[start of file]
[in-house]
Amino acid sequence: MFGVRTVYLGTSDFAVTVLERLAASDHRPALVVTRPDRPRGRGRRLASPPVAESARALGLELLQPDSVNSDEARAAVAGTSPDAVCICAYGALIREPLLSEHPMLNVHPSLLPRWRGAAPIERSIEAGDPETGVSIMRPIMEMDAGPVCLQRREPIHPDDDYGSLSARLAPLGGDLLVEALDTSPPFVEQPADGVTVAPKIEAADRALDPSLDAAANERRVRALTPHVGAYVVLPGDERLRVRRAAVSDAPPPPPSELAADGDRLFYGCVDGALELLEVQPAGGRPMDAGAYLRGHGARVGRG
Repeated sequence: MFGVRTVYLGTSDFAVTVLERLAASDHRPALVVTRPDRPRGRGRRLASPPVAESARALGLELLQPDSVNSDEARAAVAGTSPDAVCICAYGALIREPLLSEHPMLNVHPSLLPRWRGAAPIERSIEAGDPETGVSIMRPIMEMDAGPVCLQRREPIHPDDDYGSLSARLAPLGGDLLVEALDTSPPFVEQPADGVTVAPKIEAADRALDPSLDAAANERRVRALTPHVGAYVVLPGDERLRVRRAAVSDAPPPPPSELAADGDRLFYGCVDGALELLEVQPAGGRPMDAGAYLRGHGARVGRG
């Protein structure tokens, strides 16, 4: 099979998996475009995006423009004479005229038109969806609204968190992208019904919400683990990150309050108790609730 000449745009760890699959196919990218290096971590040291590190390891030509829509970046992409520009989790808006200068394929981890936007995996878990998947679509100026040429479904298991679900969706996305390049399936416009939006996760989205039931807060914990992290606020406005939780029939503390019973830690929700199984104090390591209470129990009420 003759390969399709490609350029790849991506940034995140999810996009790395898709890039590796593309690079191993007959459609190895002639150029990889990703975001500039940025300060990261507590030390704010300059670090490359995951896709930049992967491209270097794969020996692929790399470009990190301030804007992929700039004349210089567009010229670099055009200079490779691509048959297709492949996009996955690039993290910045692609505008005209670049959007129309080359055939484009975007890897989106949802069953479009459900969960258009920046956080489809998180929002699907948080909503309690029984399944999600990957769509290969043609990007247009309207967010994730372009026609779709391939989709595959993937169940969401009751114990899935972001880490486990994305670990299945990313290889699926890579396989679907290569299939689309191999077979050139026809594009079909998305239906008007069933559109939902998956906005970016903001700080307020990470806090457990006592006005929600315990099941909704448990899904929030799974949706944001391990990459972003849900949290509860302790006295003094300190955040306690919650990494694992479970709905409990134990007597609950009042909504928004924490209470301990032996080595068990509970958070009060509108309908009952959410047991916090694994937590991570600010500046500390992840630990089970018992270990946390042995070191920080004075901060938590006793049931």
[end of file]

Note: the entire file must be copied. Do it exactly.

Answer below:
[in-house]
Amino acid sequence: MFGVRTVYLGTSDFAVTVLERLAASDHRPALVVTRPDRPRGRGRRLASPPVAESARALGLELLQPDSVNSDEARAAVAGTSPDAVCICAYGALIREPLLSEHPMLNVHPSLLPRWRGAAPIERSIEAGDPETGVSIMRPIMEMDAGPVCLQRREPIHPDDDYGSLSARLAPLGGDLLVEALDTSPPFVEQPADGVTVAPKIEAADRALDPSLDAAANERRVRALTPHVGAYVVLPGDERLRVRRAAVSDAPPPPPSELAADGDRLFYGCVDGALELLEVQPAGGRPMDAGAYLRGHGARVGRG
Repeated sequence: MFGVRTVYLGTSDFAVTVLERLAASDHRPALVVTRPDRPRGRGRRLASPPVAESARALGLELLQPDSVNSDEARAAVAGTSPDAVCICAYGALIREPLLSEHPMLNVHPSLLPRWRGAAPIERSIEAGDPETGVSIMRPIMEMDAGPVCLQRREPIHPDDDYGSLSARLAPLGGDLLVEALDTSPPFVEQPADGVTVAPKIEAADRALDPSLDAAANERRVRALTPHVGAYVVLPGDERLRVRRAAVSDAPPPPPSELAADGDRLFYGCVDGALELLEVQPAGGRPMDAGAYLRGHGARVGRG
């Protein structure tokens, strides 16, 4: 099979998996475009995006423009004479005229038109969806609204968190992208019904919400683990990150309050108790609730 000449745009760890699959196919990218290096971590040291590190390891030509829509970046992409520009989790808006200068394929981890936007995996878990998947679509100026040429479904298991679900969706996305390049399936416009939006996760989205039931807060914990992290606020406005939780029939503390019973830690929700199984104090390591209470129990009420 003759390969399709490609350029790849991506940034995140999810996009790395898709890039590796593309690079191993007959459609190895002639150029990889990703975001500039940025300060990261507590030390704010300059670090490359995951896709930049992967491209270097794969020996692929790399470009990190301030804007992929700039004349210089567009010229670099055009200079490779691509048959297709492949996009996955690039993290910045692609505008005209670049959007129309080359055939484009975007890897989106949802069953479009459900969960258009920046956080489809998180929002699907948080909503309690029984399944999600990957769509290969043609990007247009309207967010994730372009026609779709391939989709595959993937169940969401009751114990899935972001880490486990994305670990299945990313290889699926890579396989679907290569299939689309191999077979050139026809594009079909998305239906008007069933559109939902998956906005970016903001700080307020990470806090457990006592006005929600315990099941909704448990899904929030799974949706944001391990990459972003849900949290509860302790006295003094300190955040306690919650990494694992479970709905409990134990007597609950009042909504928004924490209470301990032996080595068990509970958070009060509108309908009952959410047991916090694994937590991570600010500046500390992840630990089970018992270990946390042995070191920080004075901060938590006793049931």